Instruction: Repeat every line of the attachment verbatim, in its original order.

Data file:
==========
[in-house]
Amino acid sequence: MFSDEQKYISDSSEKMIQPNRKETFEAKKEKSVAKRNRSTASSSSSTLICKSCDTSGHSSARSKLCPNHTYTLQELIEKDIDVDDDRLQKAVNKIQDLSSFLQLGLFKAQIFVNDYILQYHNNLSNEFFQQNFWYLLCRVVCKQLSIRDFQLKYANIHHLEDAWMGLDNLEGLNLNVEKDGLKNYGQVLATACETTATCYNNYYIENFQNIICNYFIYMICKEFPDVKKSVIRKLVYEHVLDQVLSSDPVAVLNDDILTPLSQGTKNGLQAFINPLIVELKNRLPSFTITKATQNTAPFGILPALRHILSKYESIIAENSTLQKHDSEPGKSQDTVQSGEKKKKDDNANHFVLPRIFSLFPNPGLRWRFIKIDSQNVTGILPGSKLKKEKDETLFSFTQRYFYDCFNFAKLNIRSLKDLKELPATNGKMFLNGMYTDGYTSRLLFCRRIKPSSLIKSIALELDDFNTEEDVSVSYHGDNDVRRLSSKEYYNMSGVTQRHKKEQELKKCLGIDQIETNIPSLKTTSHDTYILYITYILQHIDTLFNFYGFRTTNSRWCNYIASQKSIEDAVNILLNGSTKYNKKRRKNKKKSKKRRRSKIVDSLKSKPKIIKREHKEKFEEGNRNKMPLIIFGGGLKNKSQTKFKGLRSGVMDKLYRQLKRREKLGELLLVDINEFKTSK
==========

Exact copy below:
[in-house]
Amino acid sequence: MFSDEQKYISDSSEKMIQPNRKETFEAKKEKSVAKRNRSTASSSSSTLICKSCDTSGHSSARSKLCPNHTYTLQELIEKDIDVDDDRLQKAVNKIQDLSSFLQLGLFKAQIFVNDYILQYHNNLSNEFFQQNFWYLLCRVVCKQLSIRDFQLKYANIHHLEDAWMGLDNLEGLNLNVEKDGLKNYGQVLATACETTATCYNNYYIENFQNIICNYFIYMICKEFPDVKKSVIRKLVYEHVLDQVLSSDPVAVLNDDILTPLSQGTKNGLQAFINPLIVELKNRLPSFTITKATQNTAPFGILPALRHILSKYESIIAENSTLQKHDSEPGKSQDTVQSGEKKKKDDNANHFVLPRIFSLFPNPGLRWRFIKIDSQNVTGILPGSKLKKEKDETLFSFTQRYFYDCFNFAKLNIRSLKDLKELPATNGKMFLNGMYTDGYTSRLLFCRRIKPSSLIKSIALELDDFNTEEDVSVSYHGDNDVRRLSSKEYYNMSGVTQRHKKEQELKKCLGIDQIETNIPSLKTTSHDTYILYITYILQHIDTLFNFYGFRTTNSRWCNYIASQKSIEDAVNILLNGSTKYNKKRRKNKKKSKKRRRSKIVDSLKSKPKIIKREHKEKFEEGNRNKMPLIIFGGGLKNKSQTKFKGLRSGVMDKLYRQLKRREKLGELLLVDINEFKTSK